The movies in this second collection of Tarzan
adventures pass the Samuel L. Jackson Snakes on a Plane
title test. Either you want to own a film called Tarzan and the Leopard Woman
or you don't. And if you're a fan of the original Tarzan
movies, then no doubt you must. These are the last six Tarzan
films to star Johnny Weissmuller in the iconic role that spawned a thousand hollers (so ingrained is Carol Burnett's imitation of his signature shout-out that Weissmuller's own performance seems lacking!). Produced for RKO, they are low-budget affairs, but really, who watches Tarzan
movies for the production values? The more fake the backdrops and the more obvious the mismatched stock animal footage the better! Tarzan Triumphs
(1943) is the best of the bunch. World conflict rears its ugly head in the jungle as Nazis invade a hidden city for its precious oil and tin. Almost worth the price of this set alone is the climactic scene in which Tarzan pursues an evil German through the jungle, tauntingly calling out "Nazi," from behind rocks and trees. There's more wartime intrigue in Tarzan's Desert Mystery
(1943), which somehow combines a stranded female USO magician (Nancy Kelly), Arab sheiks, more Nazis, and, most memorably, a giant spider and a man-eating plant. Tarzan and the Amazons
(1945) and 1947's Tarzan and the Huntress
(with a great climactic elephant stampede) offer more traditional jungle villains, exploitative explorers, and unscrupulous animal collectors, respectively. Exotic cults figure in Tarzan and the Leopard Woman
(1946) and Tarzan and the Mermaids
(1948), which was Weissmuller's vine-swinging swan song.
Maureen O'Sullivan has left the jungle, but Brenda Joyce makes for a very fetching Jane. Johnny Sheffield matures before our eyes as Boy. And Weissmuller still manages to avoid loincloth malfunctions as he swings through the trees and tangles with animal and human adversaries. He is both a role model ("Never kill for fun, only for food," he tells Boy at one point) and something of a jungle chauvinist ("Jungle much more peaceful before woman come," he jokes with Jane). But the breakout star of these films is Cheetah, who effortlessly steals every scene he's in, whether covering his eyes when Tarzan and Jane kiss or parachuting out of an airplane. His finest moment comes at the end of Tarzan Triumphs, when his simian squeals broadcast over a shortwave radio are mistaken by German officers for the voice of "the Fuehrer" It's a Hollywood cliché, but truly, they don't make 'em like this anymore! --Donald Liebenson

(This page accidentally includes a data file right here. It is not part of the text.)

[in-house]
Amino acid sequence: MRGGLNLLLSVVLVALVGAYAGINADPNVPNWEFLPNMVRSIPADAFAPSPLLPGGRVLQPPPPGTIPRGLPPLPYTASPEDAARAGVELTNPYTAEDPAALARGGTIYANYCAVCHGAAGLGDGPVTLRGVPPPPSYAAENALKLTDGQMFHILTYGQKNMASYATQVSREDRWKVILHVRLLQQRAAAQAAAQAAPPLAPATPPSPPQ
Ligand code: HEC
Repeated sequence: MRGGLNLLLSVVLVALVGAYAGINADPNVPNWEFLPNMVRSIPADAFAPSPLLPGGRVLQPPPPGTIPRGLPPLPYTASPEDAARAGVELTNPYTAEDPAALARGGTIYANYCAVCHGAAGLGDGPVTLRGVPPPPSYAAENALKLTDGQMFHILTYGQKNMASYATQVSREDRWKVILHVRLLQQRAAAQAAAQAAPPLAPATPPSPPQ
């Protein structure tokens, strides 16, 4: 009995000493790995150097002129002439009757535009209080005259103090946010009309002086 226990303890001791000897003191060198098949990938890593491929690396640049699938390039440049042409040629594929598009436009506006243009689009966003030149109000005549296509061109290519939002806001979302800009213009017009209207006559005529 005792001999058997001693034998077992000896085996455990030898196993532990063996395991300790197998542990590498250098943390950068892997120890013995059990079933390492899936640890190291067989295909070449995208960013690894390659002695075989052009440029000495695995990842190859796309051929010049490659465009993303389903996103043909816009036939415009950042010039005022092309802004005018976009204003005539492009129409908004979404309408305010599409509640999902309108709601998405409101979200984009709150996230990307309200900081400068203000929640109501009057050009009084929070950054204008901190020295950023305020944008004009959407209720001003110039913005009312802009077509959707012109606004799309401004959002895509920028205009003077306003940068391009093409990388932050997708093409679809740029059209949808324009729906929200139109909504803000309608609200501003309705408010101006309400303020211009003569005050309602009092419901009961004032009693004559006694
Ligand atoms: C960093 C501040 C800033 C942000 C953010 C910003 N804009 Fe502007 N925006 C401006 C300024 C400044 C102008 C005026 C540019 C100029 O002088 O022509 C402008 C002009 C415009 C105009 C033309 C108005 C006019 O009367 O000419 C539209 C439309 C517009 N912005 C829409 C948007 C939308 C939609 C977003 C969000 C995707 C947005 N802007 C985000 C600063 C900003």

Beasts roar, danger abounds and Johnny Weissmuller swoops into the last 6 of his 12 adventures as film's definitive Tarzan. The vine swinger provides World War II heroics in Tarzan Triumphs and Tarzan's Desert Mystery. Next, he welcomes Jane (Brenda Joyce) home and champions a secluded female tribe in Tarzan and the Amazons. A deadly cult proves no match for the jungle lord in Tarzan and the Leopard Woman. And the Ape Man calls in elephants to deal with poachers in Tarzan and the Huntress and rescues a pearl-diving community in Tarzan and the Mermaids. What came next? Weissmuller would return to the wilds as Jungle Jim, Johnny Sheffield (Boy) became Bomba the Jungle Boy, Joyce played Jane again in Tarzan's Magic Fountain and Cheetah became the world's oldest chimp, celebrating birthday 74 in 2006. Ungawa!